Etching by Piranesi
Thirteen years ago today I stood in the middle of the Milvian Bridge in Rome and listened to a tape of my song of the same name, from a music drama about Constantine, I had written originally for a private club as a submission for an outdoor play. The lyrics had been written a few years before, but I didn’t write the music or record it until after the play had been rejected by the final committee, following previous acceptance by the reading committee. When I retire in a few years, I intend to complete this and another play now on the back burner. But these won’t be resubmitted to the club. Instead, I’ll see where else there might be a place for them. More importantly, I plan to complete multi-media presentations on DVD.
Song: THE MILVIAN BRIDGE
By the Cross of Christ I conquer.
~~ I am Caesar ~~ Imperator ~~
No longer ~~ merely One of Four,
But Ruler of the Western World.
With flags unfurled & standards raised,
My legions march to victory:
~~ (O’er the grave?
~~ Who knows?)
With power supreme~~
which grows far greater
than any peasant
The world is weary,
and bodies ... cold;
But Roman might
By the Cross of Christ I conquer.
~~I am Caesar ~~ Imperator ~~
No longer merely One of Four ~~
Soon ruler ~~
Augustus of the World.
Dennis and I had been in
Venice and were in Rome before starting a ten day Mediterranean cruise ending up in on Election Day 2000. (That was the only time I have voted by absentee ballot. I’ve never missed an election; but I like to vote in person.) Istanbul
This was my second time on the Ponte Milvio. The first was in 1997 after dinner on a Sunday night with the choir from St. Dominic’s in
San Francisco on a concert tour in . We had just spent a frustrating day in Rome with little opportunity to go sight seeing on our own; so after dinner near the Vatican, I walked to the Victor Emmanuel monument at the Piazza Venezia and from there strode a power-walk about five kilometers up the Via del Corso in a straight line through Via le Tiziano, Via Flaminia to the Milvian Bridge and arrived just before midnight. (I returned to our hotel in the outer hills by taxi.) Italy
(Ninety years ago today Benito Mussolini entered
with his Black Shirts to seize power for the Fascist regime.) Rome
One-thousand-seven-hundred-one years ago today in the year 312 C.E., Constantine defeated the Emperor Maxentius at the Battle of the Milvian Bridge (then at the northern most boundary of the city) and became sole ruler in the western half of the Roman Empire.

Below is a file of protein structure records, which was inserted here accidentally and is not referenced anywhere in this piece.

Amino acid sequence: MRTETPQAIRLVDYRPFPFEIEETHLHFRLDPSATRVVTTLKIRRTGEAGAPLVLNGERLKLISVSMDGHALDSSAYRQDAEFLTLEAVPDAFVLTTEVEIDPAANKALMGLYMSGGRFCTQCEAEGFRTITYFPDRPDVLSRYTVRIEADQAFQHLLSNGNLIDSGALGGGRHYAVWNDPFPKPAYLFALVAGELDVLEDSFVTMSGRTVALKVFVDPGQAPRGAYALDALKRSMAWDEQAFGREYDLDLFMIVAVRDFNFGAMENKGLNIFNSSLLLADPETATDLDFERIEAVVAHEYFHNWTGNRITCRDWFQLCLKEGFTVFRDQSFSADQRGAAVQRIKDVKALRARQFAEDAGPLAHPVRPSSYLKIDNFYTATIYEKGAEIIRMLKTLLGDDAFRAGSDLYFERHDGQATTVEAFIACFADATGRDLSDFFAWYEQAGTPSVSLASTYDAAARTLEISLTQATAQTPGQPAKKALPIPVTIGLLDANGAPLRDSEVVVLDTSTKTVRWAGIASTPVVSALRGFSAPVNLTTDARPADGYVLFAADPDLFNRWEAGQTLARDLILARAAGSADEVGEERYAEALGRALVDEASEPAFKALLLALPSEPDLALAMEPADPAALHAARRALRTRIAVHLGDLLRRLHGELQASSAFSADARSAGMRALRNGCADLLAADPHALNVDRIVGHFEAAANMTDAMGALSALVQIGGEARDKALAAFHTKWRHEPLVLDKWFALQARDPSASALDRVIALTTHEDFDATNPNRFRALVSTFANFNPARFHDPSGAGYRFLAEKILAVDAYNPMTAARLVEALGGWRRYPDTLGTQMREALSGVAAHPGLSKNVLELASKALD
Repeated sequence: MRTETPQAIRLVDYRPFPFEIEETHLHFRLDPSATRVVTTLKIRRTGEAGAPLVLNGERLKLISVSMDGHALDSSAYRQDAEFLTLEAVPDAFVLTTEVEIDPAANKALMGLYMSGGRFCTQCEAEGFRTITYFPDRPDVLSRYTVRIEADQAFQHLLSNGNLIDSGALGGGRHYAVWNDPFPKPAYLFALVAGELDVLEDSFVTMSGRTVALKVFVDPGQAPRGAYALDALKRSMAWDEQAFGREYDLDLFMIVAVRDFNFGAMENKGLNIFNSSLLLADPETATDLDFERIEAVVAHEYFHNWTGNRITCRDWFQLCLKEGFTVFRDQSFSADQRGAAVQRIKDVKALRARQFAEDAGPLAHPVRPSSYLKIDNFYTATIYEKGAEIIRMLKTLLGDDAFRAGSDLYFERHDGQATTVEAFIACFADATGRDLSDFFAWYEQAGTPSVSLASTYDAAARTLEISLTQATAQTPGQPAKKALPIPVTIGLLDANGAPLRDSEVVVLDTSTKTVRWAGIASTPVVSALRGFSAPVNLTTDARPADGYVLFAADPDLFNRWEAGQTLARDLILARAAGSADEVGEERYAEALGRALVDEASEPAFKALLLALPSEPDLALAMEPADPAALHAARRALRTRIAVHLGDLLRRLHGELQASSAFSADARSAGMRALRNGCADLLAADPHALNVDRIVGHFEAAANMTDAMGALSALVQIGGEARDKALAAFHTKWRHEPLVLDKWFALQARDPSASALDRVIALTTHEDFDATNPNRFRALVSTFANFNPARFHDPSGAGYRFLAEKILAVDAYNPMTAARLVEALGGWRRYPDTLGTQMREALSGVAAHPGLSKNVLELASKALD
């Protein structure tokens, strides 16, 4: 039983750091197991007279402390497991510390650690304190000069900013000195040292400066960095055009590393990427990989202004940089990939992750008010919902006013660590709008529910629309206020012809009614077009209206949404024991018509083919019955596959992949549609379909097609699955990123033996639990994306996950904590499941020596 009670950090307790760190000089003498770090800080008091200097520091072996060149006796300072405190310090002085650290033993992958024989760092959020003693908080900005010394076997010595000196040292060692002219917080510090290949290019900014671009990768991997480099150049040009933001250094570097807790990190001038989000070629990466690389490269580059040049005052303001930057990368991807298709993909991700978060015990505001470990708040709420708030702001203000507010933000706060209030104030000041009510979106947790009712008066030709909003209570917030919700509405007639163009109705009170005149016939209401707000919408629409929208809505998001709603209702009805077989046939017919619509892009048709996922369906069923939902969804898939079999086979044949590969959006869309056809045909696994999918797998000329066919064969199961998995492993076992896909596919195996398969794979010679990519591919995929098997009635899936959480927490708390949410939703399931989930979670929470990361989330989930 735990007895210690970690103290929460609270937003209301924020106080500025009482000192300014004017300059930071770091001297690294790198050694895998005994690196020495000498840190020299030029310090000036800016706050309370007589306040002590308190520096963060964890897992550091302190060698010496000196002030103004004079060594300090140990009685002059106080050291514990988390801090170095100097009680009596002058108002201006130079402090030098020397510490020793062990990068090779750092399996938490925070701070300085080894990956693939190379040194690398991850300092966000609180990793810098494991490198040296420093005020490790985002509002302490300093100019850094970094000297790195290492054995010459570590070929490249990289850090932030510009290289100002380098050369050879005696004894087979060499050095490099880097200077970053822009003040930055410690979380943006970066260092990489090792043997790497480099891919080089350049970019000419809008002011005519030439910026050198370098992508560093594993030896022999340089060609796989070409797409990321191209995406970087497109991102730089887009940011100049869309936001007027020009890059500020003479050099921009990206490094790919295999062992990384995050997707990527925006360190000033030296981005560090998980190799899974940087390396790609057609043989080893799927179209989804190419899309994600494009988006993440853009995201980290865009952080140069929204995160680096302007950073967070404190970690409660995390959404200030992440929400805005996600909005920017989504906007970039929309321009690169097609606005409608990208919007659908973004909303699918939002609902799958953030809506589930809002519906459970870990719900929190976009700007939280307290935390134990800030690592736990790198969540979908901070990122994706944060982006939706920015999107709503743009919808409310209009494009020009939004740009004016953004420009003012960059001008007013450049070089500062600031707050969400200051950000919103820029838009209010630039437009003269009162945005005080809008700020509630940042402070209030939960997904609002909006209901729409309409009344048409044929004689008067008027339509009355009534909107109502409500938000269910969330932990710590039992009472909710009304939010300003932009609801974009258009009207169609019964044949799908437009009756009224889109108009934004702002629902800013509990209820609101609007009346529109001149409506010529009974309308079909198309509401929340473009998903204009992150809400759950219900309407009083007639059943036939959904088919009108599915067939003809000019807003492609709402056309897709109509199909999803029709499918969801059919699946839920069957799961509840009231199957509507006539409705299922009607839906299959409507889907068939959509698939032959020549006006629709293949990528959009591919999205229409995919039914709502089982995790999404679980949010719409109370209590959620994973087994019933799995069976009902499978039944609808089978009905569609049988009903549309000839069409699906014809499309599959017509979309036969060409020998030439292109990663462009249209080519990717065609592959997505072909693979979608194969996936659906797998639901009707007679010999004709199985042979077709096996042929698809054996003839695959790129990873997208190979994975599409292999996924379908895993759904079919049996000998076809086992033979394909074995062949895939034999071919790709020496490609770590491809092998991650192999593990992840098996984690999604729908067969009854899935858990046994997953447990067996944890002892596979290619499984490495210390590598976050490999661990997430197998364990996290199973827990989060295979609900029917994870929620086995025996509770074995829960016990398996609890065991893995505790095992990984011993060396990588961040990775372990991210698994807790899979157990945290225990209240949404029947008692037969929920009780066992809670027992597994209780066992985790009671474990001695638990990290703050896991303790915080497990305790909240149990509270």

What initially interested me in the story of
was the sheer scope of the geography. Even today it would be staggering for a single individual to affect events in places diverse as Constantine York, Rome, and Istanbul, let alone found one of them (now the largest city in Europe). Constantine —the Great— born in Dalmatia, accomplished all that. , the play, is based on actual history, legend, and a good bit of fiction. The major character is the hero Constantine. He is the real figure who changed the course of history. In the beginning we hear about his exploits second hand from other people when he became one of four tetrarchs after his father’s death in CONSTANTINE . But at the York, England Battle of the , he demonstrates his valor, his stubbornness, his ingenuity, and his ability to exploit the situation. Milvian Bridge
After seeing angled rays of the sun through clouds the day before the battle, followed by a vision of the cross in a dream later that night, and then adopting the symbol of the Chi-Rho (the first two Greek letters of the word for Christ) to be painted on his soldiers’ shields, Constantine was able to win a victory against great odds. This victory at the
Battle of the was the significant event in his life. It led to Milvian Bridge Constantine’s later conversion and the establishment of Christianity as the official religion of the Roman Empire – an event which has had continuous impact on Western culture ever since.
So the secondary major character is Lucius Marcellus Ossius, essentially my invention. He evolves from being a naive idealist to become a politically astute prelate. Ossius uses
to gain acceptance of the Christian faith. He succeeds, but at the very moment of victory, he compromises the essence of that faith. Ossius becomes my metaphor of the Church as an institution and how it was changed by official recognition after the conversion of Constantine . This was a crucial intersection in history. Before that time it took great courage to declare oneself a Christian. Ever since, it has often been the reverse. In becoming an established institution, the Church lost sight of its original mission. This is not to imply that there is no truth in the Church, only to suggest that the great truths are hidden beneath the fabric of ritual and organization, and need to be rediscovered by seekers in each generation. Constantine
Ossius is basically a composite. There was a Bishop Ossius from
Spain who advised Constantine on Church matters, may have interpreted the dream at the Milvian Bridge, probably presided at the Council of Nicaea and presumably counseled about the fate of Crispus. One fact I changed is having Ossius baptize Constantine . This act rounds out their relationship. (It’s unclear who really did baptize Constantine . Constantine insists that it was Pope Sylvester, but he had already been in his tomb for at least two years.) It is fully documented, however, that Rome was baptized just before his death. (More about CONSTANTINE later.) Constantine
Color photo of Rob Bell in front of colossal head of Constantine 1997